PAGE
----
Why did the study come about?

  • The Lower Missouri River sustained three devastating floods within 30 years: 1993, 2011 and 2019. The 2019 flood caused billions of dollars in damages to agriculture and infrastructure in communities in the states of Iowa, Nebraska, Kansas and Missouri. Repair costs to levee infrastructure damaged in 2019 in the lower river is approximately $1.2 billion. During the 2019 flood, the states of Missouri, Kansas, Iowa and Nebraska formed a four-state coalition to collectively address the repetitive flooding at a regional level. The goal was to develop actions in the aftermath of the 2019 flood to reduce system risk and recurring damages, improve system resiliency for the future and improve interagency collaboration.


What are the extents of the study?

  • The study extends 735 river miles of the Lower Missouri River from Sioux City, IA to the mouth in St. Louis, MO.


How was the study authorized?

  • Section 216 of the Water Resources Development Act (WRDA) 2020 authorized and expanded the initial feasibility study to a broader lower basin effort of a system evaluation over 735 Missouri River miles from Sioux City, Iowa, to the mouth near St. Louis, Missouri. In partnership with Missouri, Kansas, Iowa and Nebraska, the study will coordinate with state agencies, Tribes, stakeholders, levee districts, other agencies and the public to create a roadmap for a more resilient future for the Lower Missouri River, with a focus on flood risk management.


What are Spin-off Studies?

  • The Section 216 authority allows for site-specific feasibility studies (spin-off studies) in priority flood risk areas to begin the feasibility study phase prior to completion of the system plan. This concurrent effort allows for seamless progression into design for project areas with approved feasibility reports. Initial sites selected for further evaluation in a spin-off feasibility study include Holt County, Brunswick and Jefferson City in Missouri (links to individual study sites located below). These studies are more in-depth looks at these sites, and will formulate local, problem-specific solutions to address flood risks in these areas through the traditional USACE feasibility study process. More sites may be determined as the system plan progresses.


What will be the outcome of the Flood Risk and Resiliency Study?

  • The System Plan will offer solutions to improve flood risk for the Lower Missouri River at a scope and scale not done before. This is a once-in-a-generation opportunity to address repetitive flooding in predominately rural areas that have been negatively impacted by increased flooding over the past 30 years. The results of the study will produce a road map for the future to be utilized by local, state, and federal partners. The outcomes of the study will include system analysis providing construction recommendations for the initial spin-off studies, identify and recommend any additional spin-off feasibility studies and their locations, identify other projects to be implemented by other USACE programs and authorities (Silver Jackets, Continuing Authorities Program, etc), identify potential policy recommendations that would support the system, and outline potential actions that can be taken by local, state and other Federal stakeholders.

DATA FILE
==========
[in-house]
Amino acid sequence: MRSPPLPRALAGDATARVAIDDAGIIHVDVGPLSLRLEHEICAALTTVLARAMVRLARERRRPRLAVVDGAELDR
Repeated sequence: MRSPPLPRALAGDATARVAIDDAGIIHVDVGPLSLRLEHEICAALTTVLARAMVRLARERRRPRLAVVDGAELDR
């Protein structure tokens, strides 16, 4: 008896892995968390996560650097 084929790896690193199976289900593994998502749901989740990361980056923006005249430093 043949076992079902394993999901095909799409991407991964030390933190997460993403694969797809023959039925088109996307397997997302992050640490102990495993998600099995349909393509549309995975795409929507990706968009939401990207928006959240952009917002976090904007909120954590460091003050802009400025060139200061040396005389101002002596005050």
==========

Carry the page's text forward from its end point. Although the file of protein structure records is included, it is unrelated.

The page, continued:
How do I provide input?

  • Comments can be sent to or via the comment box on the webpage or in the interactive map. There is also opportunities to submit comments and questions during public meetings and the quarterly webinars. All past and upcoming meetings and webinars are posted on our website.


When will the System Plan Study be complete?

  • The System Plan will be complete in March 2027.


How does the "Study" fit into the National Levee Safety Program being prepared by USACE and FEMA?

  • The study will provide updated overtopping frequencies for levee systems along the Missouri River. This is an important assessment for communities and stakeholders to know and manage for their risk living and working along the river. This information may be incorporated into the National Levee Database as the information is updated. As a federal partner, FEMA utilizes the NLD and other existing information on levee performance to inform their programs. For more information on FEMA assistance and programs, please contact FEMA.


Will the "Study" cause changes in the Floodway Boundary Lines for FEMA floodplain mapping?

  • USACE is using the study to formulate flood risk reduction alternatives. Updating base flood elevations (BFEs) or remapping floodways for FEMA is not part of this effort.  FEMA is using the updated flows from the USACE in a separate hydraulic modeling effort. FEMA intends to produce flood risk data for communities. USACE If you have additional questions about FEMA or the National Flood Insurance Program (NFIP), please contact FEMA.